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Melissa Seifried   MScPT
Registered Physiotherapist
Director of Long COVID Rehabilitation
updated Mar 6, 2024

Mast Cell Activation Syndrome (MCAS) is a condition that can affect both children and adults, forming part of a spectrum of mast cell disorders. In 2021, an observational study concluded that mast cell activation symptoms were increased in individuals suffering from Long COVID and mimicked the symptoms and severity reported by patients who have MCAS.1 By early 2023, follow up studies agreed with these observations.2,3

In MCAS, the body releases mast cell mediators excessively or in response to triggers that are not typically harmful, such as certain foods or environmental chemicals. This overreaction can result in a diverse range of symptoms affecting various systems in the body including the cardiopulmonary, gastrointestinal, dermatological, and neurological systems.


What Are Mast Cells?

Mast cells are a type of blood cell crucial to the body’s immune system. They act as the “police officers” of the immune system, detecting triggers and instructing other immune cells on how to respond. In a healthy state, mast cell mediators help fight infections and promote healing. However, in MCAS, the release of these mediators occurs too frequently, leading to multiple symptoms in different parts of the body simultaneously.


How is MCAS Diagnosed?

Diagnosing MCAS can be a complex process, involving four stages recommended by published guidance:4

Stage 1: Recognizing multi-systemic symptoms during a reaction, as no two individuals experience MCAS in exactly the same way.

Stage 2: Determining if symptoms improve with specific medications, indicating a potential diagnosis.

Stage 3: Conducting tests to identify elevated levels of chemical mediators in the blood or urine.

Stage 4: Eliminating other possible causes of symptoms, ensuring a thorough diagnostic process to exclude overlapping conditions.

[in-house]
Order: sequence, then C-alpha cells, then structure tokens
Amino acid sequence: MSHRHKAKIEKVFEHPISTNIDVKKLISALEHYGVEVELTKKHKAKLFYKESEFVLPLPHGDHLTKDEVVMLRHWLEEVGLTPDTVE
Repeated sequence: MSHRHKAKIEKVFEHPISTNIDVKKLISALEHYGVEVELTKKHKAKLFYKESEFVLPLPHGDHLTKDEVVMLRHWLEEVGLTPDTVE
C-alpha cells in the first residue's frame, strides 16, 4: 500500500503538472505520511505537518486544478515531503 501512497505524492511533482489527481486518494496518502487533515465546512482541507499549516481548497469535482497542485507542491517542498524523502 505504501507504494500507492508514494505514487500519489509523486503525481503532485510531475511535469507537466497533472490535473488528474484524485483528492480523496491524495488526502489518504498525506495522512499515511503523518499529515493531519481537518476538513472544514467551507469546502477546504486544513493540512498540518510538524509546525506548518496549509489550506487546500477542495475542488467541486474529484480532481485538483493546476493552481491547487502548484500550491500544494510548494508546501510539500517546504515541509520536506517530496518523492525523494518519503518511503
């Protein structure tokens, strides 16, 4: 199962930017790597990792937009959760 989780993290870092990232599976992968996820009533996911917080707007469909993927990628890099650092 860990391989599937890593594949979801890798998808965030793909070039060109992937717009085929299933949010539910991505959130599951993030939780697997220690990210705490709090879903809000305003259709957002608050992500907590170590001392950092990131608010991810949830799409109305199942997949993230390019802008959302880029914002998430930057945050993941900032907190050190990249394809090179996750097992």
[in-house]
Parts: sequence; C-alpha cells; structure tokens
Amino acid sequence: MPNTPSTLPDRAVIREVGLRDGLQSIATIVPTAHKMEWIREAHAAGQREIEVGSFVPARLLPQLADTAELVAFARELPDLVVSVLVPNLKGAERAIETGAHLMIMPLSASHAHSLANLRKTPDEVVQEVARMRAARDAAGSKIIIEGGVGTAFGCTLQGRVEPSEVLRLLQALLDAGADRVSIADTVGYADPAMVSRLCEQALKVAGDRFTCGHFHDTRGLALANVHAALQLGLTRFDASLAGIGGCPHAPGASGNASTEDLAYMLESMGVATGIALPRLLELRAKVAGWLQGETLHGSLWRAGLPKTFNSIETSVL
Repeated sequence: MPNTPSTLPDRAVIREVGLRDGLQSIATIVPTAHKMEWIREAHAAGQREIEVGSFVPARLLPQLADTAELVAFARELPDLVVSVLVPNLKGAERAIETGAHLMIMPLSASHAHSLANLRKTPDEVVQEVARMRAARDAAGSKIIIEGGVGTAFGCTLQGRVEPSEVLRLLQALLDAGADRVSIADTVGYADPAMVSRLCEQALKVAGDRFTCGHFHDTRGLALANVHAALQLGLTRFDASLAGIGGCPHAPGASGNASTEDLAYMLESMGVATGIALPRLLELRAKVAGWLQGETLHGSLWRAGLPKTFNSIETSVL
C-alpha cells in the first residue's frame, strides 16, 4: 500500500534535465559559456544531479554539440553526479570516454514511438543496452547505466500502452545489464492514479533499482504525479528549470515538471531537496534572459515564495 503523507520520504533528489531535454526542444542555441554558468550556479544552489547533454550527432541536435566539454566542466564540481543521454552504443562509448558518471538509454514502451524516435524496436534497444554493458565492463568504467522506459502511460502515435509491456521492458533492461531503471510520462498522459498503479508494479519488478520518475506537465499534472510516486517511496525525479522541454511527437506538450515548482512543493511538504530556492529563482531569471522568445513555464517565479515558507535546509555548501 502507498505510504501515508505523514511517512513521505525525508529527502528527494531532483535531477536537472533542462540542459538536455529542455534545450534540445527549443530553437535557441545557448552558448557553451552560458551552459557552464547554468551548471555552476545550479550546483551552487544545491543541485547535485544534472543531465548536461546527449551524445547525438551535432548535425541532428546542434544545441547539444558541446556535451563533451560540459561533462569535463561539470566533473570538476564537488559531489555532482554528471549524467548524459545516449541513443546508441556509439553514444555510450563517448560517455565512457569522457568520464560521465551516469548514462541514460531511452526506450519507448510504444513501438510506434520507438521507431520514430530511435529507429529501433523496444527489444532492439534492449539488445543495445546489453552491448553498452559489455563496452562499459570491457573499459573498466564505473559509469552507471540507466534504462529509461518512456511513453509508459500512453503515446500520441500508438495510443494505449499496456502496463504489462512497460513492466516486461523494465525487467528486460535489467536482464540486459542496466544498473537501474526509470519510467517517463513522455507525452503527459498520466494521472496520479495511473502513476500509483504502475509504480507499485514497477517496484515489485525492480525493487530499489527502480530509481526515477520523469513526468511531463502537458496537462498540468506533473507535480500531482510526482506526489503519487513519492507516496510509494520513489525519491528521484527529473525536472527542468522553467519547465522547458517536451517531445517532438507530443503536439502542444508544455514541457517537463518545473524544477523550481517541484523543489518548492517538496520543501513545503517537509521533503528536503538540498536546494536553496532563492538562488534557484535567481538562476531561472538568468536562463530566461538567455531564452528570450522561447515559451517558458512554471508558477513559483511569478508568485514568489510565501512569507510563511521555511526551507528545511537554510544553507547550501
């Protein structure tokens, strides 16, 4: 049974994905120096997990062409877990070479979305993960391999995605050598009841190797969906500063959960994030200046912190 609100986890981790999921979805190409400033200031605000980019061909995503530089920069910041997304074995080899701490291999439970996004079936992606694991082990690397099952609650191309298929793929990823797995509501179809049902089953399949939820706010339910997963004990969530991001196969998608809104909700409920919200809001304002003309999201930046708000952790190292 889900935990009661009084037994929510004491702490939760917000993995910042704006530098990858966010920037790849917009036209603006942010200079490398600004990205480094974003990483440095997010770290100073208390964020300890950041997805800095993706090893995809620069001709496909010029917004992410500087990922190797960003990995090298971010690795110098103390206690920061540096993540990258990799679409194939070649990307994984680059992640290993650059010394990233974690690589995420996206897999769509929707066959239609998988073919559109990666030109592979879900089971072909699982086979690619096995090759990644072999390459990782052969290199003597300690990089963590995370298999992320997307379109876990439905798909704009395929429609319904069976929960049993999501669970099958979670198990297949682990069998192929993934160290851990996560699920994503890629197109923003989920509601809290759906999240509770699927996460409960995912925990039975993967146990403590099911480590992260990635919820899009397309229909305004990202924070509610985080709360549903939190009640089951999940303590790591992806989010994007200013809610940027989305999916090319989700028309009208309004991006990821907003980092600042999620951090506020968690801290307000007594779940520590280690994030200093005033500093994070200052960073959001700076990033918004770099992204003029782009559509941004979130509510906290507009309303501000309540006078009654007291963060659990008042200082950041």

What are the Common Symptoms of MCAS?




Anaphylaxis and Comorbidities

Individuals with MCAS are at an increased risk of experiencing anaphylactic reactions, which are potentially life-threatening allergic responses. Pre-loaded adrenaline auto-injectors, like EpiPens, are prescribed to counteract anaphylaxis.

Common comorbidities associated with MCAS include connective tissue disorders like Ehlers Danlos Syndrome (EDS), dysautonomia including Postural Orthostatic Tachycardia Syndrome (POTS), and Type 2 Diabetes. The relationship between MCAS and these conditions requires further research.


Identifying Triggers and Dietary Considerations

Triggers for MCAS can vary widely among individuals and may include fragrances, exercise, stress, temperature changes, and certain foods. Keeping a diary can help identify patterns and common themes, aiding in trigger recognition.

Dietary considerations play a significant role in managing MCAS, with elimination diets, guided by a Registered Dietitian, being commonly used. These diets may include low histamine, dairy-free, gluten-free, low salicylates, low oxalates, low FODMAP, low sugar (ketogenic), or a combination of any of these.


Managing MCAS

While there is currently no cure for MCAS, treatment aims to reduce symptom severity and improve quality of life. The two main approaches for symptom management are self-management and medical interventions.


Avoiding known food triggers, including specific diets like low histamine or FODMAPS.
Managing the personal environment to eliminate common triggers like scented products.
Identifying and avoiding medications that may trigger MCAS symptoms including medications with codeine. Some individuals with MCAS also benefit from avoiding non-steroidal anti-inflammatory drugs (NSAIDs), such as aspirin or ibuprofen.

Understanding and managing individual triggers can provide significant relief for many individuals with MCAS, though it may not always be practical to avoid every trigger in all situations. Seeking guidance from healthcare professionals like your primary care physician and a Registered Dietitian is crucial in developing effective self-management strategies.

Medical Management

Various medications can be utilized to alleviate the symptoms of Mast Cell Activation Syndrome (MCAS). The table provides an overview of the medicines that have been shown to be effective for managing MCAS. The medicines are divided by whether they impact mast cell mediators or whether they help to stabilize or inhibit the mast cell itself.

Histamine blockers like H1 and H2s will mitigate the effects of histamine produced by the mast cells and are common recommendations as first-line defence if MCAS is suspected.

mast medications-list(


If you suspect you may be exhibiting clinical signs and symptoms associated with MCAS, we recommend reaching out to your primary care physician for more information. This can be a very challenging condition to identify in the context of Long COVID as its symptoms overlap heavily with other known conditions like ME/CFS and dysautonomia. Your doctor can discuss with you a trial of over the counter antihistamines to observe if there is any positive effect on your symptoms.



About the author

Melissa Seifried

Physiotherapist Learn More about Melissa Seifried

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